Mary Jennings: What lockdown has taught me about running

Now is a nice time to decide what elements of our lockdown running we want to carry forward

It happens around this time every year. Someone casually mentions that the evenings will start to get shorter from next week.

My stomach sinks and I wonder how can it be mid-June already. Why didn’t I get up for more sunrise runs, organise more picnics and climb more mountains? My usual reaction is to go into panic mode and start planning frantically for the rest of the summer. But not this year.

The start of summer

This year I’m choosing to mark ‘the longest day’ as the start of my summer, rather than the beginning of the end of daylight. I’ve decided not to feel guilty about all the things I could have done with that ‘extra’ time in lockdown that magically disappeared. I’ll admit I am no further on with all those big jobs I was certain I’d finally have the time to tackle. I never did get up for those early morning runs or do all the online yoga classes. But I did still run, move, walk and learned a lot about the power of fresh air and exercise in difficult times.

Running in lockdown

From talking to other runners, many have found running a lifeline over the last three months, while others haven’t had a moment to prioritise it. For those who have been able to get out, running has offered a little escape from the desk and some valuable ‘me-time’ for those multi-tasking with work and homeschooling. Runners have discovered new local paths, left the roads for the trails and learned to run without company. Some of you even took the headphones out and noticed spring turn into summer around you.


The lessons learned

Before we embark on the summer, let’s look back on what lockdown offered you most from a running perspective. Moving from coach to runner has been the biggest change for me. For sure I miss the social side of running/coaching but I have loved running solo and sometimes technology free. These runs are the only time in my day when I don’t seem have a person, computer or a phone to interact with. It’s like my brain takes this time to organise all that’s spinning around within. Solo running is something I definitely want to continue going forward. But what has actually made you feel good, given you energy and helped you enjoy running more this spring?

Less is more

The last 10 weeks have taught us many things about slowing down all that we do. Scheduling less and looking after ourselves seem to be popular choices for how people want to change their routines going forward. With our running, now is a nice time to decide what elements of our running during lockdown we wish to carry forward and which old habits we wish to leave behind. Very gradually we will return to meeting running buddies, extending our miles and running destinations. Before we know it there will be races and parkruns back on the agenda. Quickly we will forget what we gained most from our limited running opportunities this spring unless we take stock now.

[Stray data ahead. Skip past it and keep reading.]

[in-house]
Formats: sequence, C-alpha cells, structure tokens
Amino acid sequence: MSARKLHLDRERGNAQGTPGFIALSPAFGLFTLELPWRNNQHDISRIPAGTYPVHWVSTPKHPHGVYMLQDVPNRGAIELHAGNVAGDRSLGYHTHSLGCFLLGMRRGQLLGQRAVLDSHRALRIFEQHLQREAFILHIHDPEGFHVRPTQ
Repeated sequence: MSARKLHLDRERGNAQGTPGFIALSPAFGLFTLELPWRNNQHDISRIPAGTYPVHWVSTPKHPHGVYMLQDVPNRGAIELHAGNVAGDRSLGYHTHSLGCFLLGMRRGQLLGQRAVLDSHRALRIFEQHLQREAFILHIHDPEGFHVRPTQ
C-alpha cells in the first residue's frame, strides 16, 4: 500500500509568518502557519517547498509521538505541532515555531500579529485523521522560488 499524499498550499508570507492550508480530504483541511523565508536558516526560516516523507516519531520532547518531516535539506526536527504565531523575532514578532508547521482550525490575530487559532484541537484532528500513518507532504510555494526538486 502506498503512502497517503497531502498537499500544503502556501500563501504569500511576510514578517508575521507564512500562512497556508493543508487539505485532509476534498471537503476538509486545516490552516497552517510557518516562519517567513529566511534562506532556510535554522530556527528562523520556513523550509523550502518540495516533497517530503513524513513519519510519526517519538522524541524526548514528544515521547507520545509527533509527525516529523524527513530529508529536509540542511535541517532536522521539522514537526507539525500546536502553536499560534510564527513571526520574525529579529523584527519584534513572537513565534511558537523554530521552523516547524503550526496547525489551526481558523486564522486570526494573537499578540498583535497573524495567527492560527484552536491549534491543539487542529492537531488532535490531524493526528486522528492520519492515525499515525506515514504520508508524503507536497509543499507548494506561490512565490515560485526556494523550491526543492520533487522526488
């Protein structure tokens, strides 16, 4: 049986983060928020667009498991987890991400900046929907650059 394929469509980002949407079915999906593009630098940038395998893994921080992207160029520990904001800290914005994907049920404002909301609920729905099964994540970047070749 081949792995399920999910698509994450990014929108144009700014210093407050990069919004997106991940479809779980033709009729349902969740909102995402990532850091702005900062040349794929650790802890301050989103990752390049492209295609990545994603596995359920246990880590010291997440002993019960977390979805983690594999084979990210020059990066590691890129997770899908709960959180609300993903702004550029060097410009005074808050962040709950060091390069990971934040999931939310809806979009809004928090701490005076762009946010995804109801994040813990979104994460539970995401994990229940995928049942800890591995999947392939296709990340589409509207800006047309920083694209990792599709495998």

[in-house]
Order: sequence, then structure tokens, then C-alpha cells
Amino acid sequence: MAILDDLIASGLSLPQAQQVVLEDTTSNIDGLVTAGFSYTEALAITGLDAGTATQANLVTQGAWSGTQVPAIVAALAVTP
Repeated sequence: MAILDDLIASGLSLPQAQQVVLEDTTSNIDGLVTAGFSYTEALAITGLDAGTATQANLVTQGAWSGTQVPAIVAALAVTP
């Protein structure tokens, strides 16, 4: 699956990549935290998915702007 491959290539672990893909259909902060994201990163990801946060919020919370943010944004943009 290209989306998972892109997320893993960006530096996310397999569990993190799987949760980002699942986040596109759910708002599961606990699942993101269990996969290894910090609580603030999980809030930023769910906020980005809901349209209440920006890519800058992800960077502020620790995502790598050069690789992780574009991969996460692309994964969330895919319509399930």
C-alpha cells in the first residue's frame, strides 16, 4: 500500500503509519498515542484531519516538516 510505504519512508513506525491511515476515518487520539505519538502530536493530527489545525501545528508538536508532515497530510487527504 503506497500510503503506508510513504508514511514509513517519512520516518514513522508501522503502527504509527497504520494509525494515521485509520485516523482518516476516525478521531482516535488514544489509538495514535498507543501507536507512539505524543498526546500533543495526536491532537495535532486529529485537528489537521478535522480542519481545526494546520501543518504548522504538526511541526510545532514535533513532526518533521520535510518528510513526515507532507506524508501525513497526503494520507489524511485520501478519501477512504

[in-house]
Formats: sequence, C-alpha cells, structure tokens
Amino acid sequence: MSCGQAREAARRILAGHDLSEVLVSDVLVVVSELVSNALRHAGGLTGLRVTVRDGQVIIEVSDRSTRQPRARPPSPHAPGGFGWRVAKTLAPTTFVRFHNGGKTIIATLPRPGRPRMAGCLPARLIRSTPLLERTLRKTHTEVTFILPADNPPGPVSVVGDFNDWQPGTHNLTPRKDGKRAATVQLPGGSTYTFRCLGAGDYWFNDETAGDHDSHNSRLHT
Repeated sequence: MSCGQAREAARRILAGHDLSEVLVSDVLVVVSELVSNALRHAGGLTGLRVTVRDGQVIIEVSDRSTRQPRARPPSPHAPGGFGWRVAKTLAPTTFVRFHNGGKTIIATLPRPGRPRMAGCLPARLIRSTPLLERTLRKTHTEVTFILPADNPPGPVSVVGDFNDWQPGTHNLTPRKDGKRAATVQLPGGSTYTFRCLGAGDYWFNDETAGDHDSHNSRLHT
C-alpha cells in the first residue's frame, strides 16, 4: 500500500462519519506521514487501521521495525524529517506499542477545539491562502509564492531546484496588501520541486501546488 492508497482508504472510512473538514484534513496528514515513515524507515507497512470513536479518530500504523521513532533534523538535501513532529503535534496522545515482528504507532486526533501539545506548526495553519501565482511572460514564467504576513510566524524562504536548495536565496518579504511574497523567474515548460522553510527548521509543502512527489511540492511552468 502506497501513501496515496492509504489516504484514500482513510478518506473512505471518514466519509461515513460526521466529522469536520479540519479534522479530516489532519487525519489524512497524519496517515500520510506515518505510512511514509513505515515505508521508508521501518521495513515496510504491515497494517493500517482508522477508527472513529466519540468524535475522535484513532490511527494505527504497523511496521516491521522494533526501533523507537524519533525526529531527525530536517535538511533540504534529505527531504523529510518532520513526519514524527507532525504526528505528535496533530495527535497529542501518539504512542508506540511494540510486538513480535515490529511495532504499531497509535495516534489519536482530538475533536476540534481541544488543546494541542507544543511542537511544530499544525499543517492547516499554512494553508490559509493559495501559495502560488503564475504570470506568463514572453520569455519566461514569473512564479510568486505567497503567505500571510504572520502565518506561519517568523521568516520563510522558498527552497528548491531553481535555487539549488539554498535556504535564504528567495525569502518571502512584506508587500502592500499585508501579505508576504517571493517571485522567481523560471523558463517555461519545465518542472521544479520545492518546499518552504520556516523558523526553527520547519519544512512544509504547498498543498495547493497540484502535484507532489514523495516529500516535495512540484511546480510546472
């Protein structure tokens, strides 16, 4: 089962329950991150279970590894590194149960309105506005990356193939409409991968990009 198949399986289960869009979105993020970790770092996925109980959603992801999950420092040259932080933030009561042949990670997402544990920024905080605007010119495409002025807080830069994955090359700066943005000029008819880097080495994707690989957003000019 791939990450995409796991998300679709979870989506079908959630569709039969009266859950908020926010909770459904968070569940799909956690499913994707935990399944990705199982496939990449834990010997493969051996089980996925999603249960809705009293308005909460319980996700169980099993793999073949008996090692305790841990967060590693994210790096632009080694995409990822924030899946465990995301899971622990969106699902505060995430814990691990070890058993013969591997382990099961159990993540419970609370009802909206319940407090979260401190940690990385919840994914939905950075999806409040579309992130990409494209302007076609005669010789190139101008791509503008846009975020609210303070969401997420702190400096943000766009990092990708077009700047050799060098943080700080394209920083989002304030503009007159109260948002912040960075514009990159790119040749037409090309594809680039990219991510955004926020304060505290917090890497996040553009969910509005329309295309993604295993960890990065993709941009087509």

Runner’s guilt

As we approach the longest day of the year it is not a time to feel sorry about the passing of time, but a chance to remember there are still at least three months of bright mornings, warmer days and long evenings ahead. If other elements of your life took priority in the last few months and you have lost your running mojo, I would certainly recommend you attempt rekindling your love affair with it in summer, rather than wait for dark winter evenings. This time last year I made the commitment to early morning running. It worked great for a while and then I lapsed into later evenings and lazier mornings. As wonderful the feeling is of an early morning run, the real discipline is going to bed earlier so the morning is much less of a battle. This is something I’m going to try and revisit these summer days.

Widening our boundaries

We are heading into a summer now where our boundaries and freedom are being gradually extended. We all thrived in the move from 2km to 5km but this latest widening means we can go much further, but should we? As more photos of running adventures, meet-ups and challenges start to fill our social media feeds, there might be the temptation to sign up for it all. Just because you can now run anywhere in your county doesn’t actually mean you have to do it. Match your enthusiasm with a dose of what you have learned about your running in the last while. Over committing to make up for lost time won’t make you any stronger for the future. Rest is still so important as we all adapt to new ways of working, living and exercising.

You decide

The last few months have shown us all that we can’t control everything in our future, but there are some choices we make everyday that we can take responsibility for. If we want to make these next few summer months memorable in our own special way then let’s do the things that make us feel better - both with our running and in life in general. Stick a small post-it somewhere you see everyday that reminds you of where your running priorities lie. Mine is already written. It simply says “Schedule less. Bed early. Run free”.

– Mary Jennings is founder and running coach with Mary's book Get Running published by Gill Books is out now.

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